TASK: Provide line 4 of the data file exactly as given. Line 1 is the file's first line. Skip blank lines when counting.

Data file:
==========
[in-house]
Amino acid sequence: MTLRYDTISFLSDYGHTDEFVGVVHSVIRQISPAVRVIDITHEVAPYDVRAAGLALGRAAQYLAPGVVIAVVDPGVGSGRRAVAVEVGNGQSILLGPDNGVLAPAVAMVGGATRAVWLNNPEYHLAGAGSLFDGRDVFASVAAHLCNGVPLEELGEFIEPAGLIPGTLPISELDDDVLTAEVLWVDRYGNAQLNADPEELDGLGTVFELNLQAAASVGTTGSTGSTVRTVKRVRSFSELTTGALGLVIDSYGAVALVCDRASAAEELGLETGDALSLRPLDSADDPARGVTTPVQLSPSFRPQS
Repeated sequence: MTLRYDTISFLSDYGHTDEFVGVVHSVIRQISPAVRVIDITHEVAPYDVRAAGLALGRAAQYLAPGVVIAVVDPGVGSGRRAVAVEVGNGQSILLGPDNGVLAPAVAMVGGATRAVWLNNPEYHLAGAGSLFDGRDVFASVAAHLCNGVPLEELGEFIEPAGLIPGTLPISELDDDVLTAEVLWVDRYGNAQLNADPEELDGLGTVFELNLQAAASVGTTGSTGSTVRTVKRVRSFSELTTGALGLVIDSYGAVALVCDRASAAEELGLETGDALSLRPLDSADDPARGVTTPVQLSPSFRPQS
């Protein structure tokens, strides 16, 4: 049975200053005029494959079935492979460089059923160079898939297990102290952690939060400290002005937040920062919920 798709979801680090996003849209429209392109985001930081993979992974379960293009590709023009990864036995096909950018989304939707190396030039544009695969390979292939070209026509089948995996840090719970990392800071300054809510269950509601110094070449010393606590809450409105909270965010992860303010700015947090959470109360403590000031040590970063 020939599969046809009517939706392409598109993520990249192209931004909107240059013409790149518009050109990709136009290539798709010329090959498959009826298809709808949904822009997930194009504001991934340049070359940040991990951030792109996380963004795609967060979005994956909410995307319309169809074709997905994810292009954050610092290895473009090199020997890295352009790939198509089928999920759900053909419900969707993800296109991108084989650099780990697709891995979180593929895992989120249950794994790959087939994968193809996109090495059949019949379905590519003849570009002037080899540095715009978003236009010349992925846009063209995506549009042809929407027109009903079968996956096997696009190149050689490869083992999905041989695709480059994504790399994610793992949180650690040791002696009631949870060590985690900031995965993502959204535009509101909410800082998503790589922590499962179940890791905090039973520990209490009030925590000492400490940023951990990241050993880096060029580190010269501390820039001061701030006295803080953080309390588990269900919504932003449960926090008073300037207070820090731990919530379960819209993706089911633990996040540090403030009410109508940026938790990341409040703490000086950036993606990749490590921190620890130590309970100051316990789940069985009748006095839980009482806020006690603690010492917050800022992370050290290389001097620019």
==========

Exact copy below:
């Protein structure tokens, strides 16, 4: 049975200053005029494959079935492979460089059923160079898939297990102290952690939060400290002005937040920062919920 798709979801680090996003849209429209392109985001930081993979992974379960293009590709023009990864036995096909950018989304939707190396030039544009695969390979292939070209026509089948995996840090719970990392800071300054809510269950509601110094070449010393606590809450409105909270965010992860303010700015947090959470109360403590000031040590970063 020939599969046809009517939706392409598109993520990249192209931004909107240059013409790149518009050109990709136009290539798709010329090959498959009826298809709808949904822009997930194009504001991934340049070359940040991990951030792109996380963004795609967060979005994956909410995307319309169809074709997905994810292009954050610092290895473009090199020997890295352009790939198509089928999920759900053909419900969707993800296109991108084989650099780990697709891995979180593929895992989120249950794994790959087939994968193809996109090495059949019949379905590519003849570009002037080899540095715009978003236009010349992925846009063209995506549009042809929407027109009903079968996956096997696009190149050689490869083992999905041989695709480059994504790399994610793992949180650690040791002696009631949870060590985690900031995965993502959204535009509101909410800082998503790589922590499962179940890791905090039973520990209490009030925590000492400490940023951990990241050993880096060029580190010269501390820039001061701030006295803080953080309390588990269900919504932003449960926090008073300037207070820090731990919530379960819209993706089911633990996040540090403030009410109508940026938790990341409040703490000086950036993606990749490590921190620890130590309970100051316990789940069985009748006095839980009482806020006690603690010492917050800022992370050290290389001097620019």